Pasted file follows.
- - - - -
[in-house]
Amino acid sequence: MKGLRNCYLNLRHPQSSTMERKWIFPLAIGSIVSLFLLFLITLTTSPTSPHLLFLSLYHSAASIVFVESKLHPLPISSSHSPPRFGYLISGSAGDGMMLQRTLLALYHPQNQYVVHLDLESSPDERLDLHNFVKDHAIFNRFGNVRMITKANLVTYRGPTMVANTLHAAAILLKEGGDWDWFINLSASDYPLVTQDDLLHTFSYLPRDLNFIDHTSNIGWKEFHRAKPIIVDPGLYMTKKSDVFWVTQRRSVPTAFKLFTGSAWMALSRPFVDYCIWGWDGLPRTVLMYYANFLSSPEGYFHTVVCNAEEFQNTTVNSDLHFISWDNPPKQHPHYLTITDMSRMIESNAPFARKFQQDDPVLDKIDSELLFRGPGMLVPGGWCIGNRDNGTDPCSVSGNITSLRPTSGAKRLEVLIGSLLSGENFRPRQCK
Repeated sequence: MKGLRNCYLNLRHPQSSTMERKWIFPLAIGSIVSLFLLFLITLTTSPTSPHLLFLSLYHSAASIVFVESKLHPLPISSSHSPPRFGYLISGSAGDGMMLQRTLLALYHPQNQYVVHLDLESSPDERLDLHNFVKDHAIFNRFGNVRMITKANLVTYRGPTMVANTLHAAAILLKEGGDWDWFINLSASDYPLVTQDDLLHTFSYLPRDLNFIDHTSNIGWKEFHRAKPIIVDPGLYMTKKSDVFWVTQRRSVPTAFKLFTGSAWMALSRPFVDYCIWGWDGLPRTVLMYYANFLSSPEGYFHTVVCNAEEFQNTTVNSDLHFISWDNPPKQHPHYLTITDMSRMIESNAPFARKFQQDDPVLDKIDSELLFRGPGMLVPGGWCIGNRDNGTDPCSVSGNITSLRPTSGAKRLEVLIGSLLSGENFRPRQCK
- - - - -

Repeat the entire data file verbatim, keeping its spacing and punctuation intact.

[in-house]
Amino acid sequence: MKGLRNCYLNLRHPQSSTMERKWIFPLAIGSIVSLFLLFLITLTTSPTSPHLLFLSLYHSAASIVFVESKLHPLPISSSHSPPRFGYLISGSAGDGMMLQRTLLALYHPQNQYVVHLDLESSPDERLDLHNFVKDHAIFNRFGNVRMITKANLVTYRGPTMVANTLHAAAILLKEGGDWDWFINLSASDYPLVTQDDLLHTFSYLPRDLNFIDHTSNIGWKEFHRAKPIIVDPGLYMTKKSDVFWVTQRRSVPTAFKLFTGSAWMALSRPFVDYCIWGWDGLPRTVLMYYANFLSSPEGYFHTVVCNAEEFQNTTVNSDLHFISWDNPPKQHPHYLTITDMSRMIESNAPFARKFQQDDPVLDKIDSELLFRGPGMLVPGGWCIGNRDNGTDPCSVSGNITSLRPTSGAKRLEVLIGSLLSGENFRPRQCK
Repeated sequence: MKGLRNCYLNLRHPQSSTMERKWIFPLAIGSIVSLFLLFLITLTTSPTSPHLLFLSLYHSAASIVFVESKLHPLPISSSHSPPRFGYLISGSAGDGMMLQRTLLALYHPQNQYVVHLDLESSPDERLDLHNFVKDHAIFNRFGNVRMITKANLVTYRGPTMVANTLHAAAILLKEGGDWDWFINLSASDYPLVTQDDLLHTFSYLPRDLNFIDHTSNIGWKEFHRAKPIIVDPGLYMTKKSDVFWVTQRRSVPTAFKLFTGSAWMALSRPFVDYCIWGWDGLPRTVLMYYANFLSSPEGYFHTVVCNAEEFQNTTVNSDLHFISWDNPPKQHPHYLTITDMSRMIESNAPFARKFQQDDPVLDKIDSELLFRGPGMLVPGGWCIGNRDNGTDPCSVSGNITSLRPTSGAKRLEVLIGSLLSGENFRPRQCK